Rituximab-associated vasculitis flare linked to higher mortality rate
Rituximab (RTX)-related cryoglobulinemia vasculitis flare may lead to poorer survival, reveals a study.
“We provided evidence that kidney lesions are due to immune complex deposition and to glomerular obstruction by cryoglobulinemia and RTX,” the authors said.
This retrospective study was carried out from 2005 to 2015 in a tertiary referral centre. Disease flare was characterized as the onset of a new organ involvement or worsening of autoimmune disease within 4 weeks following RTX treatment.
A total of 185 patients were included. Seven disease flares (3.4 percent) were identified among these individuals, all due to type II mixed cryoglobulinemia vasculitis. Disease flare occurred after a median of 8 days (range, 2–16) following RTX infusion. This included kidney insufficiency (n=7), purpura with cutaneous (n=7), gastrointestinal tract involvement (n=4), and myocarditis (n=1).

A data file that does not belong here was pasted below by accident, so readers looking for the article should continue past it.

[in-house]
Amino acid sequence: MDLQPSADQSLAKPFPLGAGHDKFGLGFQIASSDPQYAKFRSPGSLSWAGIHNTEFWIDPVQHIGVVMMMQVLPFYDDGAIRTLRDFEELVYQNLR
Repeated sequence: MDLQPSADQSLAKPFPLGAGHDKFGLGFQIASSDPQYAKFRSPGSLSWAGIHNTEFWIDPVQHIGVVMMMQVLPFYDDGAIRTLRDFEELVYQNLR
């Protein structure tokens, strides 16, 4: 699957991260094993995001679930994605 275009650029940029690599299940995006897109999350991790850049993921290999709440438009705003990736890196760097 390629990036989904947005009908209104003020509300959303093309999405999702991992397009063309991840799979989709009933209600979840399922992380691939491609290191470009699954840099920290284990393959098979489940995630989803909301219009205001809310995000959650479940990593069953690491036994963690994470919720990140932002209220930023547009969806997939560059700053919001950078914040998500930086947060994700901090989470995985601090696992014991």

The following conditions more frequently occurred in patients with RTX-associated vasculitis flare compared to those without flare after RTX (n=43): renal involvement (p=0.0008), B cell lymphoproliferation (p=0.015), higher level of cryoglobulin (2.1 vs 0.4 g/l; p=0.0004), and lower level of C4 (0.02 vs 0.05; p=0.023).
Four patients (57 percent) died after a median time of 3.3 months. Those with RTX-related vasculitis flare had poorer 1-year survival rate (43 percent, 95 percent confidence interval [CI], 18–100) than their negative counterparts (97 percent, 95 percent CI, 92–100; p<0.001).
Additionally, immunofluorescence analysis of kidney biopsy in patients with worsening RTX-related vasculitis emphasized the presence of RTX-, immunoglobulin (Ig)M-, and IgG1-positive straining of endomembranous deposits and thrombi within kidney lesions, according to the authors.